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The Canine Sports Scene

Photo by Leaping Lizard

Hunting and Racing: Well-respected Sports for Hounds


Canine sports can be divided into two categories: activities using the dog's instincts (working independently of a handler) and activities requiring extensive training (working with a handler).


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Independent activities popular in the United States include Open Field Coursing (OFC) and lure coursing. These rely on the strong hunting instincts instilled in hounds over thousands of years, and can produce interesting results. It is possible for a dog to excel in OFC, yet refuse to follow the plastic bag on a lure course, and the reverse is also true. It is important to remember that simulated hunts are not reliable indicators of true hunting instincts and abilities. This raises excellent discussion among breeders and fanciers. Does one preserve the breed exactly as it has been for so long, or allow it to change and adapt to our current desires?

OFC most closely resembles the traditional Ibizan hunt, where hares are flushed and hunted, and points are assigned to the dog on such elements as speed, enthusiasm, agility, endurance, and contact with the prey. There are few places in the United States where this kind of hunt is legal, and it takes a special kind of devoted owner to endure the rigors of hunting on foot, knowing the possibility that no game will be found all day.


wpe25.jpg (13301 bytes) Lure coursing simulates a hunt without prey, using a pulley or drag system to move white plastic bags in rapid, irregular patterns over an open field in a predetermined course. Dogs are scored based on overall ability or enthusiasm, following the "prey", speed, agility, and endurance.


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These hunting/chasing sports do not require extensive training, but rely on instincts carefully maintained in the breed. They are the most popular activities for most hound fanciers.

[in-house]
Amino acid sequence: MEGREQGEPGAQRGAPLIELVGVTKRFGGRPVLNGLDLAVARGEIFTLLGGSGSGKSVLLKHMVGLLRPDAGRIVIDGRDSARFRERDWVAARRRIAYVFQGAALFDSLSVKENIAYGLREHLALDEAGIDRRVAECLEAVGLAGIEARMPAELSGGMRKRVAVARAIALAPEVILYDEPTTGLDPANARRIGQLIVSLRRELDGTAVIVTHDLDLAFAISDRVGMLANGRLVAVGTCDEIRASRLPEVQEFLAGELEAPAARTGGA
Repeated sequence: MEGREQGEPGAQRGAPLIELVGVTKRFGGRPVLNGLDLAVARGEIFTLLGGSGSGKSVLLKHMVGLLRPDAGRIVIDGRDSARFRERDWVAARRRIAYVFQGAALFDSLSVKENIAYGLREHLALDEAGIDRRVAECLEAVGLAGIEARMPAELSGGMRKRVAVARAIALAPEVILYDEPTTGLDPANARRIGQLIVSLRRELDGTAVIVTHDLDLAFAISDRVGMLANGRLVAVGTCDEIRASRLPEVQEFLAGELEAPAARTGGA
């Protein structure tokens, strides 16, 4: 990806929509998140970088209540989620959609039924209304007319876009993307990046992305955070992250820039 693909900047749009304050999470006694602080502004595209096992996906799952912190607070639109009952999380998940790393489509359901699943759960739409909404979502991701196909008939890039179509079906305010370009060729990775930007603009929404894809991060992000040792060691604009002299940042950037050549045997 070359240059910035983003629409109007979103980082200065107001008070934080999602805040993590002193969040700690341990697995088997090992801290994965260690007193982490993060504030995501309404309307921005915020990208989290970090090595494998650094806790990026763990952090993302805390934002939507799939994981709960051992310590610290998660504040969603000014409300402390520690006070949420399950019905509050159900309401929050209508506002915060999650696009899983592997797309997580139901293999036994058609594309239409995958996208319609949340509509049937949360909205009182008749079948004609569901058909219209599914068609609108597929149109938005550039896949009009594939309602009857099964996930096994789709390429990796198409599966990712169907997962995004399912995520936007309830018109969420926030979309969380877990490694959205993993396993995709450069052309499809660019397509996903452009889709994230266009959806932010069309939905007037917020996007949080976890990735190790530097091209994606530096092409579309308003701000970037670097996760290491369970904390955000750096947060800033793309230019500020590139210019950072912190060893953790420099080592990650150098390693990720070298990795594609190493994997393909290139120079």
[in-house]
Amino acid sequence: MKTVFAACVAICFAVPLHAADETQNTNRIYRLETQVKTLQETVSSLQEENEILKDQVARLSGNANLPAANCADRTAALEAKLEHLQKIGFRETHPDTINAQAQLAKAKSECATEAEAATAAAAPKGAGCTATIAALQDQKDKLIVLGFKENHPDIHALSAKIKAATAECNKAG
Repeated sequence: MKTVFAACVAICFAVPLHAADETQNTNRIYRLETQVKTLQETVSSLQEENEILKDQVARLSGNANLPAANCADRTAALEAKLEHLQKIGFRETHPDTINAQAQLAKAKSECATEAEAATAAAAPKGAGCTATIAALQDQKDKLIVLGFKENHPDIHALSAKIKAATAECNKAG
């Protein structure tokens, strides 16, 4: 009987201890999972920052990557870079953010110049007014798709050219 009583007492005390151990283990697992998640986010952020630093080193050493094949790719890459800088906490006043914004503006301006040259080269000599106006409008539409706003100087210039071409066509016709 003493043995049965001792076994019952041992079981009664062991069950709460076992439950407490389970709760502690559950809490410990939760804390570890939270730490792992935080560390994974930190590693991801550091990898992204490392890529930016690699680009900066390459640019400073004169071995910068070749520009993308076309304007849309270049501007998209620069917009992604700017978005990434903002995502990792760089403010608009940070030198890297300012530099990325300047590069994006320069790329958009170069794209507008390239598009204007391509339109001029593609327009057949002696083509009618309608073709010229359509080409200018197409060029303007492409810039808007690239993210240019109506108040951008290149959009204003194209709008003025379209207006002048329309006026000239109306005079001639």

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Teamwork: The Dog and Handler Connection






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The fastest-growing canine sports in the United States are those involving close teamwork between dog and handler. Here is a very brief summary of some of the most popular sports, and their descriptions:
  • Agility has enjoyed the greatest explosion in popularity, and is currently developing variations on its basic theme. Originally based on a military training course, it consists of a handler directing the dog over and through various obstacles in a timed trial. The action is athletic, fast, with colorful obstacles and dogs in high excitement. A relatively new sport, agility events take place in a typically friendly, fun-loving atmosphere, where the enjoyment of both dog and handler are of paramount importance. The sport is rigorous and requires careful training and athletic conditioning.
  • Conformation showing is the initial proving-ground for prospective breeding stock. Entrants are judged against the Breed Standard to select the specimens that most closely meet the Standard on that given day. This is only the first step in evaluating a given animal for worthiness for breeding; with rare exceptions, it should be an expected one. Training for this sport is minimal.
  • Competition Obedience consists of a series of precision exercises performed by dog and handler. One of the earliest of the canine sports, it has evolved into a set routine. When done well, dog and handler offer a complex display of subtle choreography and close teamwork. Beyond the Novice level, athletic conditioning is recommended to  prevent injury and improve performance. Training is extensive for this sport.
  • Tracking is based on search and rescue models, but can be enjoyed purely as sport. A trial consists of a course of scent laid for the dog to successfully follow. Training is extensive. Unlike the other sports mentioned here, it does not ascribe points, but is pass/fail only.
  • Other Canine sports are enjoying a growing number of participants, including flyball, musical freestyle, canine eventing, and frisbee. Whether these sports become as extensively established as those listed above is yet to be seen. There is some controversy whether flyball and frisbee expose the dog to a higher risk of injury than more established activities. While there is no agreement on these issues, this site does not address them.
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Breed Standards

Living with an Ibizan Hound

What's So Special

Sports Training

Breeders' Ethics

Find a Good Breeder